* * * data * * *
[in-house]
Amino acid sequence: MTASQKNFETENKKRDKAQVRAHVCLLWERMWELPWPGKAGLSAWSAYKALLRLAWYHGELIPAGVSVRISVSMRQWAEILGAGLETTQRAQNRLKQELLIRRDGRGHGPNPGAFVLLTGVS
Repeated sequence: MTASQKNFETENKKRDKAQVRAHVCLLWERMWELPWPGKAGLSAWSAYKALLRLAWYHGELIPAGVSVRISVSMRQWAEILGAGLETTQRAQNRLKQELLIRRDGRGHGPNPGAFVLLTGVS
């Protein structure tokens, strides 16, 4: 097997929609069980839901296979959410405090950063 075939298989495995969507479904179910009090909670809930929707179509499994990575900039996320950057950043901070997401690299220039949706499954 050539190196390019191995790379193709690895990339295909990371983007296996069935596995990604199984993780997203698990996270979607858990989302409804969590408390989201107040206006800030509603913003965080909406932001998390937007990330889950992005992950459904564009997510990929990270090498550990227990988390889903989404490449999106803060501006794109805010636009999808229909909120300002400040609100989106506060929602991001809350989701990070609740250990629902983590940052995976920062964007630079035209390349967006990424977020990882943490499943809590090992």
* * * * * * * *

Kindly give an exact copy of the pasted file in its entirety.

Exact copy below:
[in-house]
Amino acid sequence: MTASQKNFETENKKRDKAQVRAHVCLLWERMWELPWPGKAGLSAWSAYKALLRLAWYHGELIPAGVSVRISVSMRQWAEILGAGLETTQRAQNRLKQELLIRRDGRGHGPNPGAFVLLTGVS
Repeated sequence: MTASQKNFETENKKRDKAQVRAHVCLLWERMWELPWPGKAGLSAWSAYKALLRLAWYHGELIPAGVSVRISVSMRQWAEILGAGLETTQRAQNRLKQELLIRRDGRGHGPNPGAFVLLTGVS
């Protein structure tokens, strides 16, 4: 097997929609069980839901296979959410405090950063 075939298989495995969507479904179910009090909670809930929707179509499994990575900039996320950057950043901070997401690299220039949706499954 050539190196390019191995790379193709690895990339295909990371983007296996069935596995990604199984993780997203698990996270979607858990989302409804969590408390989201107040206006800030509603913003965080909406932001998390937007990330889950992005992950459904564009997510990929990270090498550990227990988390889903989404490449999106803060501006794109805010636009999808229909909120300002400040609100989106506060929602991001809350989701990070609740250990629902983590940052995976920062964007630079035209390349967006990424977020990882943490499943809590090992």